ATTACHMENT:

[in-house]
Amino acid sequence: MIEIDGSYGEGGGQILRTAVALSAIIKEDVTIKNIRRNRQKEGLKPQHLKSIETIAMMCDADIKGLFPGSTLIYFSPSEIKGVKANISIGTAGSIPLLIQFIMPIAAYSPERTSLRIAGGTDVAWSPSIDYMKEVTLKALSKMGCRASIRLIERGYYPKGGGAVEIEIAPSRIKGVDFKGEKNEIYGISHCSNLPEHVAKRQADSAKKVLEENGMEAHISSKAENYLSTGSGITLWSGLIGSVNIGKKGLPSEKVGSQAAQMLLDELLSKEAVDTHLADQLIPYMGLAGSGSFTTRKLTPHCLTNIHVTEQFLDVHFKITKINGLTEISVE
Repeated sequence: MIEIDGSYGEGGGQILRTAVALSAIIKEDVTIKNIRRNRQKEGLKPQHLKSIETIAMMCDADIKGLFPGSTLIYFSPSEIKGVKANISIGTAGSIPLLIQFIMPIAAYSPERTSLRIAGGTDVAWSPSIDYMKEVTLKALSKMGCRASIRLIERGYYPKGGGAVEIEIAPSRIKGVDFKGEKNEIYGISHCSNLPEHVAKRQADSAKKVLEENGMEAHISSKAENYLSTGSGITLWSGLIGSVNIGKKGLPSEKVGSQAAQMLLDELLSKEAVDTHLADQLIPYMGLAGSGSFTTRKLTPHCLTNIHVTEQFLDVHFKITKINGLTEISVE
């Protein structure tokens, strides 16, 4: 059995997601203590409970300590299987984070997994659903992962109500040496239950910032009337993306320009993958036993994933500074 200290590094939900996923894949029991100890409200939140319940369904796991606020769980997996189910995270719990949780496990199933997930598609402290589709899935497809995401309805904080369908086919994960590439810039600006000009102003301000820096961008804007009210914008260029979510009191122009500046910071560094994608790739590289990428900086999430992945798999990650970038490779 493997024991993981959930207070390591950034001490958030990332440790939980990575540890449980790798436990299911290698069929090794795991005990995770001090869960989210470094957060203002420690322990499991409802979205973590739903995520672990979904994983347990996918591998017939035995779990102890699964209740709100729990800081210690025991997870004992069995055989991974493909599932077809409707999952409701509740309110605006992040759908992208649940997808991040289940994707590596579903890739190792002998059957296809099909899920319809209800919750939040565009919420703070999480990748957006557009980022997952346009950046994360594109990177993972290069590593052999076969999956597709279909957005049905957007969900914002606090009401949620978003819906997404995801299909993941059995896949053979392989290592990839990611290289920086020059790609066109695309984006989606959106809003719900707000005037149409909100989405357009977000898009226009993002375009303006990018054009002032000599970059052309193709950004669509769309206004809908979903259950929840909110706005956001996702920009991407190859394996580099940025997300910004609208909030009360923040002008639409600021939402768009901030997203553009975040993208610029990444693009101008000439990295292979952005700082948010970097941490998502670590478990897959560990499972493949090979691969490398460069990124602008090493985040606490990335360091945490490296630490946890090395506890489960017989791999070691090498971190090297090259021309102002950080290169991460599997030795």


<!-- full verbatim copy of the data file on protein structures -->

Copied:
[in-house]
Amino acid sequence: MIEIDGSYGEGGGQILRTAVALSAIIKEDVTIKNIRRNRQKEGLKPQHLKSIETIAMMCDADIKGLFPGSTLIYFSPSEIKGVKANISIGTAGSIPLLIQFIMPIAAYSPERTSLRIAGGTDVAWSPSIDYMKEVTLKALSKMGCRASIRLIERGYYPKGGGAVEIEIAPSRIKGVDFKGEKNEIYGISHCSNLPEHVAKRQADSAKKVLEENGMEAHISSKAENYLSTGSGITLWSGLIGSVNIGKKGLPSEKVGSQAAQMLLDELLSKEAVDTHLADQLIPYMGLAGSGSFTTRKLTPHCLTNIHVTEQFLDVHFKITKINGLTEISVE
Repeated sequence: MIEIDGSYGEGGGQILRTAVALSAIIKEDVTIKNIRRNRQKEGLKPQHLKSIETIAMMCDADIKGLFPGSTLIYFSPSEIKGVKANISIGTAGSIPLLIQFIMPIAAYSPERTSLRIAGGTDVAWSPSIDYMKEVTLKALSKMGCRASIRLIERGYYPKGGGAVEIEIAPSRIKGVDFKGEKNEIYGISHCSNLPEHVAKRQADSAKKVLEENGMEAHISSKAENYLSTGSGITLWSGLIGSVNIGKKGLPSEKVGSQAAQMLLDELLSKEAVDTHLADQLIPYMGLAGSGSFTTRKLTPHCLTNIHVTEQFLDVHFKITKINGLTEISVE
């Protein structure tokens, strides 16, 4: 059995997601203590409970300590299987984070997994659903992962109500040496239950910032009337993306320009993958036993994933500074 200290590094939900996923894949029991100890409200939140319940369904796991606020769980997996189910995270719990949780496990199933997930598609402290589709899935497809995401309805904080369908086919994960590439810039600006000009102003301000820096961008804007009210914008260029979510009191122009500046910071560094994608790739590289990428900086999430992945798999990650970038490779 493997024991993981959930207070390591950034001490958030990332440790939980990575540890449980790798436990299911290698069929090794795991005990995770001090869960989210470094957060203002420690322990499991409802979205973590739903995520672990979904994983347990996918591998017939035995779990102890699964209740709100729990800081210690025991997870004992069995055989991974493909599932077809409707999952409701509740309110605006992040759908992208649940997808991040289940994707590596579903890739190792002998059957296809099909899920319809209800919750939040565009919420703070999480990748957006557009980022997952346009950046994360594109990177993972290069590593052999076969999956597709279909957005049905957007969900914002606090009401949620978003819906997404995801299909993941059995896949053979392989290592990839990611290289920086020059790609066109695309984006989606959106809003719900707000005037149409909100989405357009977000898009226009993002375009303006990018054009002032000599970059052309193709950004669509769309206004809908979903259950929840909110706005956001996702920009991407190859394996580099940025997300910004609208909030009360923040002008639409600021939402768009901030997203553009975040993208610029990444693009101008000439990295292979952005700082948010970097941490998502670590478990897959560990499972493949090979691969490398460069990124602008090493985040606490990335360091945490490296630490946890090395506890489960017989791999070691090498971190090297090259021309102002950080290169991460599997030795």